After a curriculum change proposal for 2014-15 was received by the THECB late last Fall, Chancellor Bruce Leslie then submitted an amendment to the proposal. The amendment contained the mandate to include EDUC 1300 in the core. When exactly was this amendment sent to the THECB and were faculty and college administrators notified? Does the THECB have to accept the amendment as a part of the total curriculum package or can they consider the amendment on its own? Tick-tock goes the clock. There is a March 1 deadline for a decision from the THECB.
Alamo Colleges faculty unite against proposed curriculum change
SAN ANTONIO — The faculty senates at all five Alamo Colleges have united to oppose a core curriculum change, saying the community college district’s administration proposed and pushed it without adequately including faculty and college administrators.
Alamo Colleges Chancellor Bruce Leslie asserts that faculties were involved in the process and the new course would help students succeed in college. But for some instructors, the controversy is the second of two recent dustups over what they see as the chipping away by central authority at their ability to make decisions in the best interests of their students.
The district wants to drop a humanities course requirement and replace it with an education course, EDUC 1300, a learning framework course with a heavy focus on leadership strategies — including lessons outlined in Stephen R. Covey’s book, “The 7 Habits of Highly Effective People.”
“Community colleges have a huge issue that students are not prepared. They struggle. They often drop out. So we have a whole set of strategies that are designed to help students stay in school and complete their degree and this is one of those,” Leslie said.
Administrators last month asked the Texas Higher Education Coordinating Board to approve an amendment to the district’s course curriculum request for 2014-15, which outlined the swap. The coordinating board will issue its final decision by March 1, a THECB spokeswoman, Kelly Carper Polden, said last week.
Faculty leaders, including Dawn Elmore, an English professor and faculty senate president at San Antonio College, say they aren’t opposed to the learning framework course, but don’t want it in the core curriculum and felt “excluded from the decision-making process.” A process in place for changing the core curriculum wasn’t followed, she said.
“What will stop the chancellor from making other core changes?” said Celita DeArmond, president of the San Antonio College Chapter of the American Association of University Professors. “This is something he knew he’d experience pushback on, so he decided not to engage at all.”
The Alamo Colleges Super Senate is slated to meet with Leslie on Friday to discuss the matter, said Gregory Hudspeth, an associate government professor and president of St. Philip’s College’s faculty senate.
“There has been opposition to this change from Day One,” he said.
In a letter to faculty, Leslie acknowledged their opposition to including the course in the core but said they have been “intimately involved” in discussions on it.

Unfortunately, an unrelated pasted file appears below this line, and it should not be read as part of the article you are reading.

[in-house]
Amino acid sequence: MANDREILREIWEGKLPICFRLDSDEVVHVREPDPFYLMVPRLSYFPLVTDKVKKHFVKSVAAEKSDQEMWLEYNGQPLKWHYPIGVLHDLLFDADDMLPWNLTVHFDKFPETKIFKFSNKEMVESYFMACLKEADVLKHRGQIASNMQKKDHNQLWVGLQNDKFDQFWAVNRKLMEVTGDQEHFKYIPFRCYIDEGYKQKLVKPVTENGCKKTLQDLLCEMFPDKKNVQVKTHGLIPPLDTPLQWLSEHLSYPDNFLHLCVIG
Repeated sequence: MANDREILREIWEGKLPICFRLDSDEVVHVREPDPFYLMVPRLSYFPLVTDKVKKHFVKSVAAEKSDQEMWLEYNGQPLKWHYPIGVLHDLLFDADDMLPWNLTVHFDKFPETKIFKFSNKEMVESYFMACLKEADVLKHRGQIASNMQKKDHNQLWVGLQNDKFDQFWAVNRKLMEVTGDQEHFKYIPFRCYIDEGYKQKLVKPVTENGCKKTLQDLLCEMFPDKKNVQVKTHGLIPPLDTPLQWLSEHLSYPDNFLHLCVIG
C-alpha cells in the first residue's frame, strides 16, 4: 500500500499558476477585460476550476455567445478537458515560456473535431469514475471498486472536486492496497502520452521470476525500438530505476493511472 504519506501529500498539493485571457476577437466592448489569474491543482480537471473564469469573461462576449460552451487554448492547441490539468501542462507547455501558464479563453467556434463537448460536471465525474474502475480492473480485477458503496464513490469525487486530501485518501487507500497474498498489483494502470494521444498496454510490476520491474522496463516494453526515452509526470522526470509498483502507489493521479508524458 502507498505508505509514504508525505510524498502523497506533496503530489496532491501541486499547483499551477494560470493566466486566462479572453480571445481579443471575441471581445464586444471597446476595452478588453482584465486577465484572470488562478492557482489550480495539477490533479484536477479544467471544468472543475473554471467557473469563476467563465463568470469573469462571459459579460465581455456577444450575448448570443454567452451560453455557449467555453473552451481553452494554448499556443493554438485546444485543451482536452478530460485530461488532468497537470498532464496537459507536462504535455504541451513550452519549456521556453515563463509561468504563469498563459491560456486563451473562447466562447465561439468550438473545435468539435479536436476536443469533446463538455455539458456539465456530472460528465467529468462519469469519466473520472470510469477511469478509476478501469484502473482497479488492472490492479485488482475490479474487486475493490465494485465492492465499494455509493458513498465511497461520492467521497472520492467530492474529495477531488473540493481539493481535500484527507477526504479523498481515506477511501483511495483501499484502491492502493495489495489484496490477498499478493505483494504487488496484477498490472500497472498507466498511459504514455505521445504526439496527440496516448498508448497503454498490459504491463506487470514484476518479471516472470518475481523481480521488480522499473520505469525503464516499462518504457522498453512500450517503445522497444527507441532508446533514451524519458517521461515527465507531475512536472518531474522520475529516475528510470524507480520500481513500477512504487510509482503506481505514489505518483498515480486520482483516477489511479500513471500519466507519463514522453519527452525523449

He said he had to make a decision in the best interest of students before January and that including EDUC 1300 in the core requirements makes the credit transferable to other schools. Because community colleges are “legislatively limited generally to a 60-hour degree, we can’t just add it on top of everything else,” Leslie wrote.
In 2009, the Alamo Colleges started offering a common 45-hour core to make it easier for students to transfer among the district’s colleges and move on to four-year schools, the letter said.
Later, when faculty and administrators couldn’t reach consensus on how to cut the core to 42 hours, a committee of college presidents and district leaders made that decision and EDUC 1300 was brought into the core using the same process, the letter said.
In an interview, Leslie said the core only needs one humanities course — not two — to meet state requirements, which created “a wonderful opportunity here to create the course that our students really do need that’s proven to be impactful on students.”
Hudspeth suggested the learning framework’s lessons be wrapped into existing coursework instead.
“The real fear we have now is that the colleges are losing control of the curriculum,” he said.
The controversy follows on the heels of a push by the district toward electronic learning materials, which could eventually identify one set of instructional materials per course to be used across the district. Faculty has opposed the move, saying it might reduce educational diversity and students’ purchasing options. Leslie said the change could drive down the cost of textbooks.
Taken together, the two issues have led faculty to feel restricted in making decisions they believe are best for their students, Hudspeth said.
Hudspeth said he did not anticipate a discussion of the curriculum issue at a meeting of the Alamo Colleges trustees Tuesday night.
Trustees are slated to consider a new policy adding a non-voting student trustee to their ranks and whether to authorize Leslie to investigate developing a proposal to offer training and technical services to the Kingdom of Saudi Arabia, according to the agenda.